Amblyomma cajennense (Fabricius)
Adult Cayenne ticks have among the longest mouthparts of all native Amblyomma species. Unfed ticks are similar in aggressiveness and overall appearance to lone star ticks, but females lack the white dorsal spot and are uniformly dark brown in color and present a tan colored scutum overlayed by a dark brown ornation pattern resembling a "pendant necklace". Females are generally larger than males, and Cayenne tick females average 2-6 mm unfed; 10-15 mm or larger once fully fed. Male ticks average 2-5 mm regardless of feeding duration. Scutum coloration of males ranges tan to golden-beige, often with rust-colored patches amid dark-brown mottled striations.
Cayenne ticks are a cold-sensitive species active year-round in tropical and sub-tropical areas of the Caribbean and Mexico, extending southward throughout much of Central and South America. Populations within the US are confined primarily to south Texas, although collections of Cayenne ticks from Florida and coastal regions of other states bordering the Gulf of Mexico have been reported.
Hosts: Cayenne ticks readily attach to a wide variety of hosts including humans. Larvae and nymphs feed on quail, turkey, rodents, raccoons, coyotes, and humans; adult ticks utilize javelina (peccary), deer, cattle, feral swine, horses, sheep, goats, dogs, and humans.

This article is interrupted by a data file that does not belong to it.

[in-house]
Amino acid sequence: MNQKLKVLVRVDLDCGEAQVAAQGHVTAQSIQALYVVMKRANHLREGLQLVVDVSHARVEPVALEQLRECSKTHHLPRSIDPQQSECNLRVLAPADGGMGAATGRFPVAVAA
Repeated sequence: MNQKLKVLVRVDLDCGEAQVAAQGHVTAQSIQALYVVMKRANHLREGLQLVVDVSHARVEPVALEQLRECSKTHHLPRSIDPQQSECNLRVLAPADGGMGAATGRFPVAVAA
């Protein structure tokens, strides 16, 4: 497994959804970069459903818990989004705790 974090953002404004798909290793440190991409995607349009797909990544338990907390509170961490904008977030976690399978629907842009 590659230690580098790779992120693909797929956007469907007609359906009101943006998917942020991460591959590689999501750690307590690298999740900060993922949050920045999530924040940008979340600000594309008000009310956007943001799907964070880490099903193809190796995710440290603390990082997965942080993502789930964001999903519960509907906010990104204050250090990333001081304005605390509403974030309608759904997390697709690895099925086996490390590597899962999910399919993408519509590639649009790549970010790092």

Biology: Cayenne ticks are known to parasitize wild and domestic animals during much of the year throughout their range. At warmer latitudes south of the northern extent of the US range in south Texas, Cayenne ticks may feed year-round. Pain and tissue damage resulting from feeding adult ticks is commonplace among many of its hosts, as the mouthparts of these ticks are extremely long and irritating.
Associated Disease Pathogens:
The Cayennne tick is known to carry and transmit Rocky Mountain Spotted Fever (RMSF), Rickettsia rickettsii south of the US border, and is suspected to vector other pathogens throughout much of it's range. Laboratory studies show A. cajennense capable of transmitting an agent of equine piroplasmosis, Theileria equi.
Similar Species: Cayenne ticks are virtually indistiguishable from Amblyomma imitator in the field. However, the range of these two species in the US overlaps (sympatric) and is limited to shrub and brushland areas within the Tamaulipan biome of extreme south Texas.